Pakistan’s Hasan Ali roars in triumph, celebrating the wicket of England’s Eoin Morgan. (AP: Joe Giddens)
A couple of months ago, Australia and South Africa were involved in pantomime fisticuffs as to who could hold onto the title of world number one in 50-over cricket.
Fast forward, and neither of the supposed best teams in the world could even make a Champions Trophy semi-final. Bangladesh and Pakistan came through in their stead, two erratic teams who were not expected to offer much in England’s chilly prelude to summer.
It has been a tournament of upsets. Sri Lanka nearly made the finals after chasing 300 in an epic against India. Bangladesh produced one of that nation’s best sporting performances, holding nerve in admirable fashion from a tough spot against New Zealand.
But the vote for most unexpected turnaround went to Pakistan, who roared into the final by taking out the tournament favourites and host England in the Welsh capital of Cardiff.
The locations of this tournament have a post-traumatic tinge for Australians, who have been on ill-fated Ashes tours of the dozen years past; matches in Cardiff where Monty Panesar batted out a draw that profoundly cost Ricky Ponting’s side, and where Shane Watson departed Test cricket with two LBWs and two failed reviews.
Or Edgbaston, where the heaving Hollies Stand gloated and caroused as Australia’s batsmen fell apart in 2015, and roared in disbelief when Michael Kasprowicz was out two runs short in 2005.
Cardiff’s Sophia Gardens is an unlovely ground on the inside — its playing surface hints more at a quadrilateral than an oval’s graceful sweep, and its pitches tend to the treacly and brown that hold up batsmen without overly compensating bowlers.
England’s Ben Stokes looks on as Pakistan’s successful run chase continues in Cardiff. (AP: Kirsty Wigglesworth)
But the contests so produced can be grimly compelling, forcing both disciplines to apply patience; and outside the ground things are lovely indeed. Sophia Gardens lives up to the second part of its name in a way many other famous employers of the word do not.
The ground sits in the middle of a long tract of parkland. Broad trees shade hillocks and grass. The park is bordered on its residential side by a high stone wall, while an English laneway that would not be out of place in a country town soapie exists in the middle of a capital city.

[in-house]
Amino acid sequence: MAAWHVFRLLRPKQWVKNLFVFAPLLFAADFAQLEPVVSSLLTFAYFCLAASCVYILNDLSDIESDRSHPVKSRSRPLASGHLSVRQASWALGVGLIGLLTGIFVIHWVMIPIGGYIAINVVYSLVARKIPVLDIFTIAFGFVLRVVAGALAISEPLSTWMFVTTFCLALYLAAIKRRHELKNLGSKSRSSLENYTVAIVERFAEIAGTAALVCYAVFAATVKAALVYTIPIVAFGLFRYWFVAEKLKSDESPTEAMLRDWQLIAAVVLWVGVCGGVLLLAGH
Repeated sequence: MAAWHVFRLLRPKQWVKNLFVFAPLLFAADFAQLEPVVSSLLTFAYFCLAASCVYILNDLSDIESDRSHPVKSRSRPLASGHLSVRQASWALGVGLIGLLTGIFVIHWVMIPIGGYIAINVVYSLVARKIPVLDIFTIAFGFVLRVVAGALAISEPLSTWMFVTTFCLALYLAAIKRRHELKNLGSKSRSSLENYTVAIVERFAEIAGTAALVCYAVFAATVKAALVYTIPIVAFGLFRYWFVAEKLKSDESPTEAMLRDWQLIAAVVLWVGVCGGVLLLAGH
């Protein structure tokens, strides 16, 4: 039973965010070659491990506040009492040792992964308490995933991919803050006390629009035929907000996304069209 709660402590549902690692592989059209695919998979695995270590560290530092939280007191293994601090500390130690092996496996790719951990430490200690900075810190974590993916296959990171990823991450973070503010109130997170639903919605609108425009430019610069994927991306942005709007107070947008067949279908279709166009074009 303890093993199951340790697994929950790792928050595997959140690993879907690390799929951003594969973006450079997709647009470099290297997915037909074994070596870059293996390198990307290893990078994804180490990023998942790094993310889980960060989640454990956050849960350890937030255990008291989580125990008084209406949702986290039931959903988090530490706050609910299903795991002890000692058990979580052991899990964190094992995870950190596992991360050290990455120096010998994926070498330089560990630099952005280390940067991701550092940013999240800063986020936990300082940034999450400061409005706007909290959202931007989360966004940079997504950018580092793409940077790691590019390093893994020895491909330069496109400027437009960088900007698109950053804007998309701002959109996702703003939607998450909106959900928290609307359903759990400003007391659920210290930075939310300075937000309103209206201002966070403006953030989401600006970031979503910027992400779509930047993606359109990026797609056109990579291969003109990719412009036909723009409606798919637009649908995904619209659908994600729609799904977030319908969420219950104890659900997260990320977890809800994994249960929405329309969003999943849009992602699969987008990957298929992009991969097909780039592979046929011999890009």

The far end from the broadcast box backs onto the River Taff, wherein Azhar Ali deposited a particularly muscular off-drive against Sri Lanka in Pakistan’s three-wicket win earlier this week. A man stranded on a desert island will try to interpret this totem when the ball washes up on his beach in 30 years’ time.
The waterway broadens suddenly from a near-creek beside the stadium to the river that sweeps the plain, half a mile down.
For a day at the cricket, you can walk along that river’s length, the footpath ducking under bridges and swerving around trunks, then those trees creating a tunnel as you near the stadium, a guard of honour seeing you to the middle.
All of this glows green, as did Pakistan. Bangladesh shares that colour; so too South Africa, and even Australia when the designers try to add some funk every few years. But on this day the colour was all Zindabad.
From outside in the parkland, the roar following Eoin Morgan’s dismissal detonated, rolling out across the fields in slow-motion baritone.
Arthur’s promise delivered by Pakistan
Green speaks of freshness and renewal. Of growth. This is what coach Mickey Arthur promised, after Pakistan was humiliated by India to start its tournament. The magnitude of the occasion was too much, the tenor of the rivalry too intense. The players wilted.
Their coach was angry, perhaps more visibly than he had ever been in a media conference, but not with his players. Rather, with the criticism he knew was coming.